It may also be possible for a contractor to take remedial steps to restructure an existing project in order to gain the protections afforded by BITs provided this is done sufficiently early before a dispute arises. An existing project may potentially be re-routed through a new company established in a third State which has entered into a BIT with the host State when a dispute appears on the horizon. However, determining whether or not a legal dispute has arisen can be challenging. Tribunals have in some cases accepted legitimate investment restructuring before a dispute arises even if early signs of a dispute may exist. After Venezuela passed legislation to expropriate foreign investments in the oil & gas sector but excluded projects within a particular location, an operator within that excluded location restructured its investment out of caution, expecting the exclusion to be withdrawn. In due course the exclusion was indeed removed and the project was expropriated. The operator brought an investment treaty claim against Venezuela, and the arbitral tribunal affirmed its jurisdiction over the disputes which had arisen after the operator had completed the reorganisation.[22]

Making this determination can also be essential because arbitral tribunals have rejected claims if they consider that the investor has restructured its project for the sole purpose of obtaining protection, at a time when a dispute was already very probable. For example, a tribunal rejected an attempt by a local investor to internationalise a pre-existing domestic tax dispute by transferring the shareholding of the local company being investigated for tax evasion to a foreign investment vehicle which was wholly-owned by the same local investor.[23]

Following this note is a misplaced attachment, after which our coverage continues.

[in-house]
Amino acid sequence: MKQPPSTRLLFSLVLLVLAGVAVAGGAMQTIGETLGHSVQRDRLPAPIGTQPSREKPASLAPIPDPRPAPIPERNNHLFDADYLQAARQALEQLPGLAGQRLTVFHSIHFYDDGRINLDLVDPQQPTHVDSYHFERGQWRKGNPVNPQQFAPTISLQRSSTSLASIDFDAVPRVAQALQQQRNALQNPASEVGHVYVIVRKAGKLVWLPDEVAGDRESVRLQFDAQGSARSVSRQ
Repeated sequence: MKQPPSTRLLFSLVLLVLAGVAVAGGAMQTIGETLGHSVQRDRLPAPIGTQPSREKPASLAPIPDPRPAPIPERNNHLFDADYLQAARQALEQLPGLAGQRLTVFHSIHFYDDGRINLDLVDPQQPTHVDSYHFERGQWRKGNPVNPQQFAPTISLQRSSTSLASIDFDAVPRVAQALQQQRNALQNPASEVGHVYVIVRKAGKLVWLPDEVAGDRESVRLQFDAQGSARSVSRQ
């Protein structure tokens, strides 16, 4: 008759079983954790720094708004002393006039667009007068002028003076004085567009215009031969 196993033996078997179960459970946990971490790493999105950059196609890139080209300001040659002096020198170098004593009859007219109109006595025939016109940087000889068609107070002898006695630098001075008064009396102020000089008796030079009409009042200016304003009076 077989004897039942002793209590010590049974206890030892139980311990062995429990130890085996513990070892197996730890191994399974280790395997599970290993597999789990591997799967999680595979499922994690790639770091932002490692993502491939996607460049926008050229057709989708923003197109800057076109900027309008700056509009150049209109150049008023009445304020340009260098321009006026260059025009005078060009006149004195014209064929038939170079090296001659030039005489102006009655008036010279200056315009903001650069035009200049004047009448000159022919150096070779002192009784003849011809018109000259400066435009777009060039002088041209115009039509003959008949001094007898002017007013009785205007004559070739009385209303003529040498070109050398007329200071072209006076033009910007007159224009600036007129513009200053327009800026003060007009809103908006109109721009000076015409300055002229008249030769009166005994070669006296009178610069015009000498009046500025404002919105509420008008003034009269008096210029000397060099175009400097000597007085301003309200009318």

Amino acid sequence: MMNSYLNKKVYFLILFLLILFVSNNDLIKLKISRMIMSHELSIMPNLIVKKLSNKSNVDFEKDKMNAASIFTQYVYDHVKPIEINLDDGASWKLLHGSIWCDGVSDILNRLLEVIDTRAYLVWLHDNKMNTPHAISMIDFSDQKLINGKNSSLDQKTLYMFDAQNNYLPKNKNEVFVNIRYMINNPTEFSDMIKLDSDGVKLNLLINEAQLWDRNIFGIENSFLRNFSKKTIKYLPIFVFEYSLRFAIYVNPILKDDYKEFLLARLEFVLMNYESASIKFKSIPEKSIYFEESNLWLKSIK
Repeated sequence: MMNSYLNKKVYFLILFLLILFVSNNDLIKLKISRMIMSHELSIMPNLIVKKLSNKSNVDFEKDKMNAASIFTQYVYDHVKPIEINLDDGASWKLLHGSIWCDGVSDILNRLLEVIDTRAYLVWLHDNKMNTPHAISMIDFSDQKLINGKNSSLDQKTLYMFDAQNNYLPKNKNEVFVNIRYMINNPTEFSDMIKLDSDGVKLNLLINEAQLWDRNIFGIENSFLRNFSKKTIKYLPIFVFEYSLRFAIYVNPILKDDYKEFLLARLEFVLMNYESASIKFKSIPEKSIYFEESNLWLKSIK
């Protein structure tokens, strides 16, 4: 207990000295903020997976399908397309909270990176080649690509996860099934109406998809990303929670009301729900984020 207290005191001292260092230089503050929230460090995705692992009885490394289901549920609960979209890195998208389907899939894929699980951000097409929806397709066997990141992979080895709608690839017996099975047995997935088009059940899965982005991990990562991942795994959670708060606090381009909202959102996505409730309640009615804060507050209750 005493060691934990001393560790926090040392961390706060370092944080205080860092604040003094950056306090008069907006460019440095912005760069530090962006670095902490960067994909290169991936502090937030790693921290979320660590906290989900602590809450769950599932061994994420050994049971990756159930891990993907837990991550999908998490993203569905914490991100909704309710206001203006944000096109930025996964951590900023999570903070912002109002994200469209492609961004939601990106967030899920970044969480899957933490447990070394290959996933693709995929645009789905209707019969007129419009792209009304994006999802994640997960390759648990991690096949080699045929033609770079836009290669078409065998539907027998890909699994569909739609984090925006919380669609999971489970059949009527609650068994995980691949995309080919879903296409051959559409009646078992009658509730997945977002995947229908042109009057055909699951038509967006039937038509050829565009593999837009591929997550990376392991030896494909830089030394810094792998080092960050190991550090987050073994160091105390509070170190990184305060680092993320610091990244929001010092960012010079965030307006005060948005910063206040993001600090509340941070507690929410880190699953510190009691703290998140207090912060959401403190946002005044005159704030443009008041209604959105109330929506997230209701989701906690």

Contractors and project investors looking to carry out investment protection risk assessments or analyses of existing and planned projects would generally examine some or all of the following:

  • Is there a BIT in place that the contractor and the project could benefit from?
  • Are the definitions of “investor” and “investment” met and any conditions under the BIT complied with?
  • Does the BIT provide key relevant protections, such as protection from expropriation, fair and equitable treatment, protection from discriminatory or unreasonable treatment, etc.?
  • Does the BIT provide the contractor with access to international arbitration for claims in respect of all relevant treaty standards? If so, are there procedural conditions that must be complied with before a claim may be made?
  • Does the local law of the host State provide any additional protection, or impose limitations or conditions on protection?

Where sufficient treaty protection is not in place, it may be possible to identify whether remedial steps are available which would allow a project to become protected (for example, by restructuring the project investment through a third State). Where limited treaty protection is in place, that can be enhanced by restructuring or similar steps. As the volume of cross-border construction and engineering projects grows, it is becoming common to structure the projects to benefit from foreign investor protections offered by host States, whether this is carried out during the initial planning stage of the project or during the early lifetime of a project before a dispute arises.